Salzburg Global Chronicle 2015 » Introduction

Letter from the President

Can individuals drive events, or do forces much larger than ourselves determine our fate? As we face enormous planetary challenges, the question resonates powerfully today. 

We know that three young men at Harvard University believed they could make a difference and launched a “Marshall Plan of the Mind” that became Salzburg Global Seminar. We know that Helene Thimig – the widow of Max Reinhardt, who lovingly restored the Austrian palace of Schloss Leopoldskron – offered its use without charge for an improbable seminar in 1947. We know that a member of that first seminar’s faculty, the anthropologist Margaret Mead, famously said: “Never doubt that a small group of thoughtful, committed citizens can change the world; indeed, it’s the only thing that ever has.” We know Salzburg Global’s Austrian co-founder, Clemens Heller, said on its 50th Anniversary: “Behind the idea of the Salzburg Seminar was a whole conception of human responsibility. And for me…the great experience above all was that suddenly you learned you had responsibility, you could do things.” We know Salzburg Global Seminar has evolved – from post-War dialogue to Cold War meeting ground, from a bridge between North and South to a truly global place – inspiring innovative thought and action.

Like their forerunners, today’s Salzburg Global Fellows are determined to act responsibly and change the world. They are making a difference in places where resistance and obstacles are great. We salute their courage and extend deepest thanks to those across the world who support our work and theirs.

Stephen L. Salyer,
President & CEO, Salzburg Global Seminar


Presidential Picks

1814 Commemorated

Our 2014 program opened with a lecture entitled Europe’s future: 1814, 1914 – or something completely different? Why 1814? Most people could tell you the significance of 1914 – the outbreak of World War One – but fewer are aware of the significance of 1814: the opening of the Congress of Vienna. Europe’s leaders of 1914 have famously been described as sleepwalkers, stumbling into war. Their counterparts 100 years previous were considered to be architects, building a new international system after the Napoleonic Wars. How will history view today’s leaders in face of such diverse threats as ISIS and climate change? In August we convened politicians, diplomats, historians, and artists to consider not only the “Lessons from the Past” but also “Visions for the Future” in a joint program with the International Peace Institute. You can read more about 1814, 1914, 2014: Lessons from the Past, Visions for the Future here.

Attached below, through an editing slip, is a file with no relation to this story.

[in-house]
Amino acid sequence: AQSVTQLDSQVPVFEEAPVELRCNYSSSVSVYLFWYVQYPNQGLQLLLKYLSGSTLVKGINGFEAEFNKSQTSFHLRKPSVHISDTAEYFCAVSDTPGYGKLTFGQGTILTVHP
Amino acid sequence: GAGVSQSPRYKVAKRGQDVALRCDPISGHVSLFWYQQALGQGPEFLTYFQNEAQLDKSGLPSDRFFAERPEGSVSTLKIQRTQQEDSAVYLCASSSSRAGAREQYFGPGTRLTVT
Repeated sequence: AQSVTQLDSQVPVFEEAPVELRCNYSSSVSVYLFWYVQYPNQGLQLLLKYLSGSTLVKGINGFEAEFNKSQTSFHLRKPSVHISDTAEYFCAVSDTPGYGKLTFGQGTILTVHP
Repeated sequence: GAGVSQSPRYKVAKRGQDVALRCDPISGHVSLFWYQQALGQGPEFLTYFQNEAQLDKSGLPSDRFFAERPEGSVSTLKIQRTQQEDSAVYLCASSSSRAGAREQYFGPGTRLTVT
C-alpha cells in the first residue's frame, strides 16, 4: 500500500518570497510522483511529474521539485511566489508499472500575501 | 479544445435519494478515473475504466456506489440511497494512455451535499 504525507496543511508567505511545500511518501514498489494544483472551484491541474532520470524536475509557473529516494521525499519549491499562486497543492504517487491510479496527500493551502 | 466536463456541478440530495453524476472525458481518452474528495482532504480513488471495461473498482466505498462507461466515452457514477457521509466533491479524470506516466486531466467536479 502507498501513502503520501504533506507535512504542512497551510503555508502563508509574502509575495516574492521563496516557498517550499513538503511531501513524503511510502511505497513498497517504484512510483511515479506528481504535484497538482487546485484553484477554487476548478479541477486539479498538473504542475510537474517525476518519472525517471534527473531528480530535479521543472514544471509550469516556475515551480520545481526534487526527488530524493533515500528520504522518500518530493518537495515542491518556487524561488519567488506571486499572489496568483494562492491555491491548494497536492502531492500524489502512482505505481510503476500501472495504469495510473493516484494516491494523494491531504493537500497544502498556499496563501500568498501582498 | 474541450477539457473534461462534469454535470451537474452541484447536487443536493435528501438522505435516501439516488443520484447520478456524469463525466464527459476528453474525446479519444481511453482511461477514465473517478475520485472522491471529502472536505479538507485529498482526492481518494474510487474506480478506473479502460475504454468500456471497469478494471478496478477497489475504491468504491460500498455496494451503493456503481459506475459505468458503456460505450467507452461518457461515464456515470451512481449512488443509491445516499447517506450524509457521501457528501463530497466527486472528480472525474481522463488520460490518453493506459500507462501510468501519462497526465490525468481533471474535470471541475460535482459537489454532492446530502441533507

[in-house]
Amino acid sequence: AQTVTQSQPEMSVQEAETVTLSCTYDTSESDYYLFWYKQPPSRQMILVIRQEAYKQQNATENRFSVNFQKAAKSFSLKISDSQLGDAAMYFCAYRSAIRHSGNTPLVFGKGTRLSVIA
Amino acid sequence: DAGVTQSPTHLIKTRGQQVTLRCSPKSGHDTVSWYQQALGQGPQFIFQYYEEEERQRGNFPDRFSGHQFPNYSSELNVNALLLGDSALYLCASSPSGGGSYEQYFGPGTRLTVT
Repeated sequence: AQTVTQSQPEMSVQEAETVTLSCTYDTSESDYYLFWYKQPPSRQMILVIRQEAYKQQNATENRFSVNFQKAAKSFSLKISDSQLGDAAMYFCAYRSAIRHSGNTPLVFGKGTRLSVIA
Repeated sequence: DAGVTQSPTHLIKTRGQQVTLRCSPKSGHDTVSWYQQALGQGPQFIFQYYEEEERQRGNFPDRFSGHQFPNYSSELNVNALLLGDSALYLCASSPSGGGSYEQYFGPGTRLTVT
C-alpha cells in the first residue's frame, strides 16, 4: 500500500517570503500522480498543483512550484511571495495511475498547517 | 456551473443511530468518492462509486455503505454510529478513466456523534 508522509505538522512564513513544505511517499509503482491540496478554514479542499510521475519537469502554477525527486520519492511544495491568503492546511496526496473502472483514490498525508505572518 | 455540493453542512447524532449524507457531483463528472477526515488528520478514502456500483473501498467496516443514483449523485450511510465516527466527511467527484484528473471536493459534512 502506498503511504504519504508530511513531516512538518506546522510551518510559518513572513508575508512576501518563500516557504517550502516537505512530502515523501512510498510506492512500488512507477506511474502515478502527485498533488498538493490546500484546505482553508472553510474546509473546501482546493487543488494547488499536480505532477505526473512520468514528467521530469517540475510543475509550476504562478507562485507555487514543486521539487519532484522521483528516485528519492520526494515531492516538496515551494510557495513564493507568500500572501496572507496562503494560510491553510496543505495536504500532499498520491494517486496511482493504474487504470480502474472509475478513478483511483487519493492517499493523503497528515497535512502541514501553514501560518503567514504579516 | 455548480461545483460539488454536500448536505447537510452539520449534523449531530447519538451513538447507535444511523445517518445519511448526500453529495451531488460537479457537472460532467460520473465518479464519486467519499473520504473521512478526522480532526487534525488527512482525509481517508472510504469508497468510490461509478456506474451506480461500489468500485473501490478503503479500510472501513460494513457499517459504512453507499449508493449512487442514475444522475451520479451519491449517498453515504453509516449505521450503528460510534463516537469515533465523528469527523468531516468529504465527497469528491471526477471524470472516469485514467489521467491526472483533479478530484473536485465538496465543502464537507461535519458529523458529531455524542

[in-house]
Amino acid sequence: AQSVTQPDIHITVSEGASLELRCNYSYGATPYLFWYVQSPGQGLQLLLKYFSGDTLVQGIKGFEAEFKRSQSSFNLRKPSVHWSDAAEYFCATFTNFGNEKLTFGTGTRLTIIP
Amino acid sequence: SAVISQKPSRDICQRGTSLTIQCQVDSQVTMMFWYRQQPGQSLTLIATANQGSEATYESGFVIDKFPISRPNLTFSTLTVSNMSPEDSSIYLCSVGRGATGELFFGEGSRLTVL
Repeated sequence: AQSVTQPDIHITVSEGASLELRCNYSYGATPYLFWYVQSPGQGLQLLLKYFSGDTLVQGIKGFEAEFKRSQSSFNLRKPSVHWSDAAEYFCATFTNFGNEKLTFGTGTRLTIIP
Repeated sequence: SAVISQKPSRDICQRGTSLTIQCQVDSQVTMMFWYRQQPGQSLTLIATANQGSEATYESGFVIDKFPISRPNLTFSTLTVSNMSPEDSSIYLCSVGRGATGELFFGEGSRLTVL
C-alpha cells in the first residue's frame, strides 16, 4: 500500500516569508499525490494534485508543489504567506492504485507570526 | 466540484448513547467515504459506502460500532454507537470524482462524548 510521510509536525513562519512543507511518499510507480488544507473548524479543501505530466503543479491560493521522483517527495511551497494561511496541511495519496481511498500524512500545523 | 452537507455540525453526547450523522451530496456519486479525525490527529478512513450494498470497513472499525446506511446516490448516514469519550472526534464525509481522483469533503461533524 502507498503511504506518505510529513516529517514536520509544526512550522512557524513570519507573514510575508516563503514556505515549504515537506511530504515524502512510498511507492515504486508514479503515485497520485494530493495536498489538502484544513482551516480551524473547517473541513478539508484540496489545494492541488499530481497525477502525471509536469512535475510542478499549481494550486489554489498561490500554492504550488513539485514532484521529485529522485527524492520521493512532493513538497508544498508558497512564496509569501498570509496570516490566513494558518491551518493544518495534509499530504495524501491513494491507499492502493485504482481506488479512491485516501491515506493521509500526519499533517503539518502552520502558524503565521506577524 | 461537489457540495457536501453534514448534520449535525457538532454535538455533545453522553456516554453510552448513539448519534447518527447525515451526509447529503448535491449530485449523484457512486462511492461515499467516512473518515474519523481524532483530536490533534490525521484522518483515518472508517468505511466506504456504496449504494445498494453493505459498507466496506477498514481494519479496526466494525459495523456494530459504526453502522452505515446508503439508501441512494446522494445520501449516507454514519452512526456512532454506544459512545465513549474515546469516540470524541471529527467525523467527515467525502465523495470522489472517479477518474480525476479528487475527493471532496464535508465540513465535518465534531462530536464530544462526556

200 Scholarships Awarded

Building visions for the future means working not only with today’s leaders but also with those who will succeed them. Alongside convening current leaders from government, business, academe, civil society, and the arts, we bring to every session exceptional innovators and rising leaders still at an early stage in their careers. In 2014, of the 1041 Salzburg Global Fellows and faculty who came to Schloss Leopoldskron, 200 received scholarships, covering their fees, accommodation and travel. You can read more about the Salzburg Global Scholarship Program and some of our remarkable young leaders’ reflections on their experiences here. In addition, Salzburg Global offers Academies for those still in university. Alumni of our Global Citizenship Program, Salzburg Academy on Media and Global Change, and Cutler Law Fellows Program are encouraged to apply to become resident interns and, later, Salzburg Global Fellows.

55 Bedrooms Renovated

Since 1947, we have had the good fortune to hold our programs at Schloss Leopoldskron, and we take our role as stewards of this historic jewel very seriously – preserving and renovating the palace, the accompanying Meierhof and surrounding park to conserve a rich heritage while equipping the facility to meet 21st century requirements. After restoring dozens of statues in the Schloss Park in 2012, and launching an ongoing art conservation project in 2013, 2014 started with the completion of our renovation of the Meierhof – all 55 bedrooms, hallways, reception area and café – preserving the 17th century building’s character while enhancing comfort and versatility. The year ended with Chanel choosing Schloss Leopoldskron for a star-studded fashion show. You can read more about our stewardship of the Schloss, the opening of Hotel Schloss Leopoldskron, and how we reconcile heritage with a profitable working facility here.

1,240,904 Dollars Donated

Of course, none of our work today or in the future would be possible without the support of the foundations, corporations, governments, and individuals who donate to and invest in Salzburg Global. In 2014, we raised $1,240,904 from 348 generous individuals who made gifts to Salzburg Global. These funds, together with revenue from Hotel Schloss Leopoldskron, support from more than 60 non-governmental organizations, government agencies, private foundations, corporations, and higher education institutions, tuition fees, and returns from endowed funds, allow us to create cutting edge programs, provide scholarships to exceptional young leaders, and maintain our historic campus. We are truly grateful for all the support we receive – in gifts and in-kind – and extend our heartfelt thanks to each and every donor. You can see a list of all our individual, and institutional donors and partners here.

Stephen L. Salyer, President & CEO, Salzburg Global Seminar
Salyer with Rhodes Scholar and Salzburg Global Fellow Sebabatso Manoeli at session <i>1814, 1914, 2014: Lessons from the Past, Visions for the Future</i>